Is the Arizona Sonora Port Project A Fairy Tale?

Arizona Governor Doug Ducey and Sonora Governor Claudia Pavlovich have reached an agreement to promote Puerto Penasco as land-locked Arizona’s cruise port, according to state news sources. Both governors are counting on provisioning and supplying the cruise ships they hope will soon dock in Penasco.

Hector Platt Mazon, Sonora’s director of tourism, is cited as saying that Arizona produces 1.2 million cruise passengers a year, which would give the state an astonishing market penetration of more than 17 percent, by which count it should be the hottest cruise market not only in the United States but worldwide.

Puerto Penasco is said to be a three-hour drive from Phoenix, plus the time it takes to cross the border.

According to reports, Platt Mazon said that talks are underway with Carnival Cruise Line, and the Sonora government has optimistically been cited to say that cruise ships will likely begin docking in 2019. (Carnival has posted itineraries through April of 2019 with no mention of Penasco and has also invested in the expansion of its cruise terminal in Long Beach.)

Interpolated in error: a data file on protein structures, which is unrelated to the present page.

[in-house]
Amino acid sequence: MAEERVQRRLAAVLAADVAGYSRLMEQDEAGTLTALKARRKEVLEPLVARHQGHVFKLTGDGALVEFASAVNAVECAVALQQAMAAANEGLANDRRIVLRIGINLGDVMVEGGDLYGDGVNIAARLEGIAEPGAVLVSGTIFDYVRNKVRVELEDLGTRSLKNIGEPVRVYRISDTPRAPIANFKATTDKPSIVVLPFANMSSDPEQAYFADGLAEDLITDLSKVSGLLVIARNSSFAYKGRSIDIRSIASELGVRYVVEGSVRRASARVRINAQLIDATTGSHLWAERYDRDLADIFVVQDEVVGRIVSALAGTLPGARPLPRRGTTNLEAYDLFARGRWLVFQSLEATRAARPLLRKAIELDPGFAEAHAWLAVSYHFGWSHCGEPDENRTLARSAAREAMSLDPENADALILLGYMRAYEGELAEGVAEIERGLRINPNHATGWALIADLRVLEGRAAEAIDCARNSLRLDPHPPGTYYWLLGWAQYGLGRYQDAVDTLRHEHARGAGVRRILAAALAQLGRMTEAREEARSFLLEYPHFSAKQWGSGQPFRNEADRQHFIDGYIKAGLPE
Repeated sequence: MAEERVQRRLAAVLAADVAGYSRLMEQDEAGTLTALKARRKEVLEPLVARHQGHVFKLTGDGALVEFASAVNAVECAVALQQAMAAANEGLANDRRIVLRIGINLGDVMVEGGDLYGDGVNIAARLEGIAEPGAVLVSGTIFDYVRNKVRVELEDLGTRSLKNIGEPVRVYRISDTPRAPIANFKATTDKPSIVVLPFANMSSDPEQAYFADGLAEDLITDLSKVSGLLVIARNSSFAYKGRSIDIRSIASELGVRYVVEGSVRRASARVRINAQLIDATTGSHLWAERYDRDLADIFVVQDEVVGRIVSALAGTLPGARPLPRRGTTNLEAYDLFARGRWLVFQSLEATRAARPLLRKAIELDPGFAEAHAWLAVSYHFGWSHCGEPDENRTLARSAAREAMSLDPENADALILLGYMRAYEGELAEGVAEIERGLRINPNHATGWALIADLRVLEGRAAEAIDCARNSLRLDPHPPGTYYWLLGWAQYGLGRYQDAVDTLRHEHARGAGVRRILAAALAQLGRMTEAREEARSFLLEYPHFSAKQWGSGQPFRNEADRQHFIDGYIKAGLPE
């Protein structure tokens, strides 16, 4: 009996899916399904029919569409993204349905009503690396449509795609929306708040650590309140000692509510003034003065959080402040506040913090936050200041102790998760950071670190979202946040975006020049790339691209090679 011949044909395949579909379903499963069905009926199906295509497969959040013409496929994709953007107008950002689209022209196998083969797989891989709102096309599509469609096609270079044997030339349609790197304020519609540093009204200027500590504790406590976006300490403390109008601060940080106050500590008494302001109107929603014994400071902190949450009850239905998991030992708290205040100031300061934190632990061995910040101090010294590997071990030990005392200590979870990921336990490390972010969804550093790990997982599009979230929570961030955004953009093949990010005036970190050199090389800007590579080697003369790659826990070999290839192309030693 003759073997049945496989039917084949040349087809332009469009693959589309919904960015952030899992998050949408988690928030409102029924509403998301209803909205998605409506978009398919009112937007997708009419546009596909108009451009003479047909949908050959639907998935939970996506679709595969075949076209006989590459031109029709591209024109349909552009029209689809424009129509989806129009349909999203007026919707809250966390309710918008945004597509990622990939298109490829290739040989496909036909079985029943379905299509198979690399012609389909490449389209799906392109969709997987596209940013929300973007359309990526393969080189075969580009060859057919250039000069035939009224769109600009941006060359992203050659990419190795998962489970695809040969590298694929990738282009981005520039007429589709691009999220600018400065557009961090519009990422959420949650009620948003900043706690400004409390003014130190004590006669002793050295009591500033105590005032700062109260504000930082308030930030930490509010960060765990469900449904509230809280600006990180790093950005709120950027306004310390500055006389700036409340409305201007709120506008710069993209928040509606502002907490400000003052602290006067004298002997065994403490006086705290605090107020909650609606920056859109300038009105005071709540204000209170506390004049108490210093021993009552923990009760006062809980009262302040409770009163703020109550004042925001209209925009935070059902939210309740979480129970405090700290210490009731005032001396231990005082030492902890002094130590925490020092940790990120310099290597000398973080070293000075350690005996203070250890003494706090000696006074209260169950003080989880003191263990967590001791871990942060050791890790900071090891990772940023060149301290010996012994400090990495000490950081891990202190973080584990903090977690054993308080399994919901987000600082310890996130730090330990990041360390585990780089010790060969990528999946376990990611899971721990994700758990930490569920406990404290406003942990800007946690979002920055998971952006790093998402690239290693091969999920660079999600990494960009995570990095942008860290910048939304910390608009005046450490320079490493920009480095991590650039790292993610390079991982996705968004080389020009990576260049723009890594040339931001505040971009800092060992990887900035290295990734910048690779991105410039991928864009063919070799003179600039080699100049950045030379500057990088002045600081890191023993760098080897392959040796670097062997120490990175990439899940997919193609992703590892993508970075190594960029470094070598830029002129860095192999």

While homeporting and calls would clearly benefit Sonora, it is not clear how Arizona would benefit with its citizens spending their money across the border and on the ship. But according to the governor cruise ships are expected to provision from Arizona. However, Sonora Governor Pavlovich is also quoted as saying that she expects her state to be a source of supplies. Both governors seem unaware of the cruise companies’ mostly global and regional sourcing strategies.

The port is described as a $60 million project, which started four years ago, with the Mexican government having committed to fund half of the project cost. The governors are hoping the federal government will also fund the rest.

Sources familiar with Sonora tourism said that state tourism has no funds to support a cruise port and that it would depend entirely on federal funding.

Neither the respective governors’ offices nor state tourism officials on both sides of the border responded to inquiries for comments and verification.

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